Suppose Rebecca lives in a coop, Greg lives in a rental apartment, and Heather lives in a one-story townhouse. Rebecca pays $2000 a month, Greg pays $500 a month, since he’s in public housing, and since Heather’s house is paid off, she currently pays nothing per month for housing. Under UBS, would Rebecca receive $2000 of housing services, Greg $500, and Heather nothing? Suppose the answer is “yes.” 

Now imagine Rebecca has the chance to move into a brand new luxury condominium. She takes out a mortgage to buy the new apartment, and her monthly payment on this loan plus the monthly maintenance fee is $15,000. Greg gets a better job and, as a result, leaves public housing for another apartment that rents for $2000 a month. Suppose Heather decides to sell her current home and combine the money from its sale with a mortgage to buy a new house. Her monthly mortgage is now $1000. Under a UBS would the government now be required to provide Rebecca with $15,000 per month, Greg $2000, and Heather $1000? That is, have all of their housing needs increased?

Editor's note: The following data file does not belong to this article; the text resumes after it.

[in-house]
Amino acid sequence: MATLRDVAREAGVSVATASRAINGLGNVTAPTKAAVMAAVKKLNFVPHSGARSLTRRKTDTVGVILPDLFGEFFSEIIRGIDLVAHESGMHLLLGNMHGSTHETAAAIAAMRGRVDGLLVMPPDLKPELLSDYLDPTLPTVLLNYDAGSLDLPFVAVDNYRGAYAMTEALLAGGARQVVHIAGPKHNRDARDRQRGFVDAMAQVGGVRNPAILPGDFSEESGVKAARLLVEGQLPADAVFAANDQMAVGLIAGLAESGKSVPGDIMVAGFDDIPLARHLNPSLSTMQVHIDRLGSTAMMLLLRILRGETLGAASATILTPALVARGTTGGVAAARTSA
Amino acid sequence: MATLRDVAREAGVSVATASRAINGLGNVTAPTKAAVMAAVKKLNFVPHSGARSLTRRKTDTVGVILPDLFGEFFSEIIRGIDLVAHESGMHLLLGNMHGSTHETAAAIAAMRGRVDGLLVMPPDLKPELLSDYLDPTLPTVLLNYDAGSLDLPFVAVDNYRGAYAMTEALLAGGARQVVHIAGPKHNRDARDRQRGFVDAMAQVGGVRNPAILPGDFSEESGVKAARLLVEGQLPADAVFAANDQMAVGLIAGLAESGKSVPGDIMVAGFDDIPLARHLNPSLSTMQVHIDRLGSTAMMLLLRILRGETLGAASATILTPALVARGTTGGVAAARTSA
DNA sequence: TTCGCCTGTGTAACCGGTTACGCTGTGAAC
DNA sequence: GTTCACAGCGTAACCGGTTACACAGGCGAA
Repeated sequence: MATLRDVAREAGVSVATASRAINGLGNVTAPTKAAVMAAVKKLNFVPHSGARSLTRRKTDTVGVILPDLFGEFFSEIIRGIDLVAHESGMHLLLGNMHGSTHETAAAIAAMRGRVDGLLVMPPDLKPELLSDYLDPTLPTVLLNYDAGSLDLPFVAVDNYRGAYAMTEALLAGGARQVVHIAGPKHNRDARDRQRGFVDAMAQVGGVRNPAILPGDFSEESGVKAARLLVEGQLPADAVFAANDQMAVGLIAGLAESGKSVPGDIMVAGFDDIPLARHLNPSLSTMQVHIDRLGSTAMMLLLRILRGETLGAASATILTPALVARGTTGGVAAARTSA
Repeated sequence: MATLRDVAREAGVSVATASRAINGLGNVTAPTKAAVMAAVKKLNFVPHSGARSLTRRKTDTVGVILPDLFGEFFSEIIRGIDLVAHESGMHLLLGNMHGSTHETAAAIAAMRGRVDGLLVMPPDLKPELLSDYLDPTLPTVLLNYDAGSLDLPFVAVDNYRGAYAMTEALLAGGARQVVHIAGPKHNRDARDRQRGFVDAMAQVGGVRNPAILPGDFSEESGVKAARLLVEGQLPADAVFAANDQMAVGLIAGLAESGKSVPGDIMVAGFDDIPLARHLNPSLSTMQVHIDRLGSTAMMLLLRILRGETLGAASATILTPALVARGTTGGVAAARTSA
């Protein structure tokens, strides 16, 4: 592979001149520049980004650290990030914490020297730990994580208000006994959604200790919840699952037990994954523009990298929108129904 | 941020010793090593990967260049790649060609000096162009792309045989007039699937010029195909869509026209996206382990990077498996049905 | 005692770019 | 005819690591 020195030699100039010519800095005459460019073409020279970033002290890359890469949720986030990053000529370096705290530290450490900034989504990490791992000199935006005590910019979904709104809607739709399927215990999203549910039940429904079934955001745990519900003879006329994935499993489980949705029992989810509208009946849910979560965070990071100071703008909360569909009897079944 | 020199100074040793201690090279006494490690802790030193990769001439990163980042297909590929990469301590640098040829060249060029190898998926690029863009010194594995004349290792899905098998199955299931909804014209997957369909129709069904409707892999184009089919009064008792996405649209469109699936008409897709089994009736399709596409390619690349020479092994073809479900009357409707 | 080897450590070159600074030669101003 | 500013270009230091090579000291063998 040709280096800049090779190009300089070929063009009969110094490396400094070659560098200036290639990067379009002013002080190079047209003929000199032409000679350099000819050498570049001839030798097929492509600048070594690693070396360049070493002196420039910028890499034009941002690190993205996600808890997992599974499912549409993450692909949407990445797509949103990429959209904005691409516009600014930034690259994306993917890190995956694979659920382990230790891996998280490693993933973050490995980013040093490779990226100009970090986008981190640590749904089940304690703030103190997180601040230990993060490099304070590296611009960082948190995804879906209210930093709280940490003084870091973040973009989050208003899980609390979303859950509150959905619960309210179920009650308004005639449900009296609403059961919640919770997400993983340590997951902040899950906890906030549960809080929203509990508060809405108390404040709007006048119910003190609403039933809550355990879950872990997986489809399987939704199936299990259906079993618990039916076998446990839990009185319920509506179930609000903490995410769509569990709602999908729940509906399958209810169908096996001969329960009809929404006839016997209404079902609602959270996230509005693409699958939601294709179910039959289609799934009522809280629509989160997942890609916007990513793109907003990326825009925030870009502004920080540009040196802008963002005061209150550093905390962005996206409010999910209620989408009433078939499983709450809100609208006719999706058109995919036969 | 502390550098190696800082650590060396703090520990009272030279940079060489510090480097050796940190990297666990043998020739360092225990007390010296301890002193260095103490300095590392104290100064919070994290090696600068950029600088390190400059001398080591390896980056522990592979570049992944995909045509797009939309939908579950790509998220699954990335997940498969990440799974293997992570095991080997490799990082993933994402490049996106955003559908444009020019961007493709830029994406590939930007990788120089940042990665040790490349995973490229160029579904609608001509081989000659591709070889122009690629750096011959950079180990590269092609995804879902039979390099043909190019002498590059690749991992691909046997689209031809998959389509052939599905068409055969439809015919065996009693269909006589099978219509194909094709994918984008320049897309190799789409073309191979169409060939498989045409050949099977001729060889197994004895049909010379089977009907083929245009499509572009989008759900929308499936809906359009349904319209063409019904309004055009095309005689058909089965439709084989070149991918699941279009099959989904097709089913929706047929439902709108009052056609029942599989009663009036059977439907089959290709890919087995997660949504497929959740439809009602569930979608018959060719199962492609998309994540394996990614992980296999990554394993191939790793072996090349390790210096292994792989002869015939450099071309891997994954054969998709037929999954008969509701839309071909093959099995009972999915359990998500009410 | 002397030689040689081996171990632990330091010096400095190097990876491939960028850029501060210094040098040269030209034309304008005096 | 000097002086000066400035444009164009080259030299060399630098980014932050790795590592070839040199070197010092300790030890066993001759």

We could ask similar questions about the meal plan part of UBS. Suppose Buffy cooks modest meals at home, Spike likes to eat out lavishly with friends, and Willow is somewhere in between. Buffy’s monthly meal cost is $1000, Spike spends a whopping $8000 a month, and Willow’s monthly spending is $3000. Under UBS, these amounts presumably would be measures of these folks’ food needs. But what if all of them started spending more money on food. Would the government then have to meet those needs as well?

These questions about changes in spending on housing and food are more difficult than they first appear. People’s spending on food and housing could increase because of inflation or due to more localized price increases in housing and food markets. So, you might say that if people started spending more on food, housing, and other basic needs, UBS should increase the allocation to meet those needs.